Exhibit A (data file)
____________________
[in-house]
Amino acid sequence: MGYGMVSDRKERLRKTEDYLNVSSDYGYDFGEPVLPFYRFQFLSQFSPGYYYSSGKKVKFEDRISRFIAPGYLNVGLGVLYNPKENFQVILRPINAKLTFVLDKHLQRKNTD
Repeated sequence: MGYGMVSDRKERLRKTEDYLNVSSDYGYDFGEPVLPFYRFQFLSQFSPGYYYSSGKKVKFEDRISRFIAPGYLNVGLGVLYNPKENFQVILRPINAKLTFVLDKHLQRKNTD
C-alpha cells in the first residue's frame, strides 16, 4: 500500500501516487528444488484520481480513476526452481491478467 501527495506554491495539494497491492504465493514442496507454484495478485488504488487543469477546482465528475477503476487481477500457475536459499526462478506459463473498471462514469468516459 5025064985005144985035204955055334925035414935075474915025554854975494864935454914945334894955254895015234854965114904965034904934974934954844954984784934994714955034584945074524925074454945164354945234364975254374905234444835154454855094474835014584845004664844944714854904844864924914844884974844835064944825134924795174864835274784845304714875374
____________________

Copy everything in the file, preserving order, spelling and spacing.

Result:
[in-house]
Amino acid sequence: MGYGMVSDRKERLRKTEDYLNVSSDYGYDFGEPVLPFYRFQFLSQFSPGYYYSSGKKVKFEDRISRFIAPGYLNVGLGVLYNPKENFQVILRPINAKLTFVLDKHLQRKNTD
Repeated sequence: MGYGMVSDRKERLRKTEDYLNVSSDYGYDFGEPVLPFYRFQFLSQFSPGYYYSSGKKVKFEDRISRFIAPGYLNVGLGVLYNPKENFQVILRPINAKLTFVLDKHLQRKNTD
C-alpha cells in the first residue's frame, strides 16, 4: 500500500501516487528444488484520481480513476526452481491478467 501527495506554491495539494497491492504465493514442496507454484495478485488504488487543469477546482465528475477503476487481477500457475536459499526462478506459463473498471462514469468516459 5025064985005144985035204955055334925035414935075474915025554854975494864935454914945334894955254895015234854965114904965034904934974934954844954984784934994714955034584945074524925074454945164354945234364975254374905234444835154454855094474835014584845004664844944714854904844864924914844884974844835064944825134924795174864835274784845304714875374